By | December 10, 2019


Pressured at home, Ethiopia PM picks up Nobel Peace Prize

By Pierre-Henry DESHAYES, AFP, December 10, 2019

Ethiopian Prime Minister and Nobel Peace Prize Laureate Abiy Ahmed Ali faces trouble at home, including protests that have left 86 people dead (AFP Photo/Terje Pedersen)

Oslo (AFP) – Ethiopian Prime Minister Abiy Ahmed will collect his Nobel Peace Prize in Oslo on Tuesday, but as ethnic violence rises at home he has kept festivities and meetings with the media to a minimum.

Hailed as a modern, reformist leader, Abiy’s decision to skip all events with the press has dismayed his Norwegian hosts.

Africa’s youngest leader at just 43, he is to receive the prestigious award at a ceremony in Oslo City Hall at 1:00 pm (1200 GMT), attended by the royal family and Norwegian public figures.

The Nobel Committee announced in October it was honouring Abiy for his efforts to resolve the long-running conflict with neighbouring foe Eritrea.

On July 9, 2018, following a historic meeting in Eritrea’s capital Asmara, Abiy and Eritrean President Isaias Afwerki formally ended a 20-year-old stalemate between their countries in the wake of the 1998-2000 border conflict.

That was just three months after Abiy took office.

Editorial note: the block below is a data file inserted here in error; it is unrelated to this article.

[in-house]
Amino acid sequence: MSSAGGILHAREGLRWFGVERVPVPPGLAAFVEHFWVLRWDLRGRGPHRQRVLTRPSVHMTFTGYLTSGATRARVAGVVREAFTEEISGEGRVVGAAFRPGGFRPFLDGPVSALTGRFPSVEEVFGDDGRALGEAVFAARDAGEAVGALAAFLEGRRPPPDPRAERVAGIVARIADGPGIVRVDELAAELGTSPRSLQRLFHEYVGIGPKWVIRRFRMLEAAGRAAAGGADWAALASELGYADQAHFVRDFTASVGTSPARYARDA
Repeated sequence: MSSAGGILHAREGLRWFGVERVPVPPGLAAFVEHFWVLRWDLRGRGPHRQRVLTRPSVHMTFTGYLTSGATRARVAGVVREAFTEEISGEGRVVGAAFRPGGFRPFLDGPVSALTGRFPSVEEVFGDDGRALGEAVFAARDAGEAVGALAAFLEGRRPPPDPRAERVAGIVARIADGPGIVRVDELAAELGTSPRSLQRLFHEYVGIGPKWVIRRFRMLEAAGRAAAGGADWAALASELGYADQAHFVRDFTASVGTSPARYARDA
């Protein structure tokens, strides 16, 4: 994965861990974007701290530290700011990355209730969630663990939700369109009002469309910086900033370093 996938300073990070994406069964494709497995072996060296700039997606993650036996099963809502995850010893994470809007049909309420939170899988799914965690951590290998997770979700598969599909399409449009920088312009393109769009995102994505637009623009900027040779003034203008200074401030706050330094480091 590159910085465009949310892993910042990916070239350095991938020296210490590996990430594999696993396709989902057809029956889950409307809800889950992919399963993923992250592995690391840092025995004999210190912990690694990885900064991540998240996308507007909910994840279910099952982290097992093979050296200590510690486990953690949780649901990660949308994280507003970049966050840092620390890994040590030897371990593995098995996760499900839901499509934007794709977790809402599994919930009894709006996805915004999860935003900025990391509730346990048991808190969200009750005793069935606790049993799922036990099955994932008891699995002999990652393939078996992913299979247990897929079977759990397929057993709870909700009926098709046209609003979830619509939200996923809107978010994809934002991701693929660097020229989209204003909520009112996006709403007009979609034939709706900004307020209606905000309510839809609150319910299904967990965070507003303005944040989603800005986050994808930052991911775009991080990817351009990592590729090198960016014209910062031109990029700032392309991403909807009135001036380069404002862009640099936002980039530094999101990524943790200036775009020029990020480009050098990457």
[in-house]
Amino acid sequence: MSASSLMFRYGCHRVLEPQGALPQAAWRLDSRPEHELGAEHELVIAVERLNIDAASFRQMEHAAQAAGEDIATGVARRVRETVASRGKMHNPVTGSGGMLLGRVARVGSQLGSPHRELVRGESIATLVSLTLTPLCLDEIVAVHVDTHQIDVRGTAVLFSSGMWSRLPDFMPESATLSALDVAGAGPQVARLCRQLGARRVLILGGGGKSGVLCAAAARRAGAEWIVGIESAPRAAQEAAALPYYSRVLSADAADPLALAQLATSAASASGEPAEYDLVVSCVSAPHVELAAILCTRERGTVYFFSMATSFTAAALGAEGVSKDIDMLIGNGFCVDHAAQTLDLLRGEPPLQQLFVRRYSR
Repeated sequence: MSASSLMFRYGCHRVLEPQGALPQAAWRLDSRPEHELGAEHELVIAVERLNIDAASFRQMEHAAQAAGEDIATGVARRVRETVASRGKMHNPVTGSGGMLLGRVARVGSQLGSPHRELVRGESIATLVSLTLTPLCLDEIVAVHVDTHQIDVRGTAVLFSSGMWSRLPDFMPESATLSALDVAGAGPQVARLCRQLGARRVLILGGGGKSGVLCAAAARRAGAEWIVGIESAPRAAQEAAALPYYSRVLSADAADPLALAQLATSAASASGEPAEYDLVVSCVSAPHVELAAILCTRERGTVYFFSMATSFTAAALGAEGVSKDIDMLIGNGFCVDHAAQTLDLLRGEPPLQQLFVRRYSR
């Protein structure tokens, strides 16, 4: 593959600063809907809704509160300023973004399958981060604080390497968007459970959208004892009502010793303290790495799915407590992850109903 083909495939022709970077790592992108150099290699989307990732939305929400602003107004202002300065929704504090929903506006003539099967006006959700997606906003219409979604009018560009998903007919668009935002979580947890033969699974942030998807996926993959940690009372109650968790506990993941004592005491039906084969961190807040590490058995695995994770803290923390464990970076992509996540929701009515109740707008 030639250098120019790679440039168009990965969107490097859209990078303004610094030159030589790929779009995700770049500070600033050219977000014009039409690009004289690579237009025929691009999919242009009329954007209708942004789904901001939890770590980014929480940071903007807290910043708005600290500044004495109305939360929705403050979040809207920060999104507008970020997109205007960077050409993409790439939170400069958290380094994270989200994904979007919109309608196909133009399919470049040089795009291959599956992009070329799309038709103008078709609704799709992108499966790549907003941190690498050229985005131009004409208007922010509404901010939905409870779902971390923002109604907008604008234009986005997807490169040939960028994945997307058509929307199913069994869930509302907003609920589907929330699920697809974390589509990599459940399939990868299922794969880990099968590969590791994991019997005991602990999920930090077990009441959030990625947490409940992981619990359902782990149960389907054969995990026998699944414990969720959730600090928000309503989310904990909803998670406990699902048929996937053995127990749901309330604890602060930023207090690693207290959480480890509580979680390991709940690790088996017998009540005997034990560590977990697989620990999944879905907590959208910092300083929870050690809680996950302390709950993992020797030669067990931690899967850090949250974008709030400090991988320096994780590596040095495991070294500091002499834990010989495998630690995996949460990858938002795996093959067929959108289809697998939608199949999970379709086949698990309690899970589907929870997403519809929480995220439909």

– ‘New challenges’ –

Ethiopian Prime Minister Abiy Ahmed (AFP Photo/)

During the whip-fast rapprochement that followed, embassies reopened, flights resumed and meetings were held across the region.

Abiy’s actions sparked optimism on a continent marred by violence, and he went on to play an important mediation role in the Sudan crisis and attempted to revive a fragile peace deal in South Sudan.

In stark contrast to his authoritarian predecessors, the early days of his mandate also saw a wave of democracy-boosting measures in Ethiopia, as he lifted the state of emergency, released dissidents from jail, apologised for state brutality and welcomed home exiled armed groups.

He also established a national reconciliation committee and lifted a ban on some political parties.

Abiy’s reforms and visions lifted hopes far beyond his country’s borders, but the “Abiymania” hype has faded somewhat and he is now facing major challenges.

His vow to hold the first “free, fair and democratic” elections since 2005 in May could be threatened by ethnic violence.

Less than two weeks after the Nobel announcement in October, anti-Abiy protests left 86 people dead.

“The situation in Ethiopia has… new challenges but without challenges there is no way that we can do something new,” Abiy told Norwegian broadcaster NRK on his arrival in Oslo.

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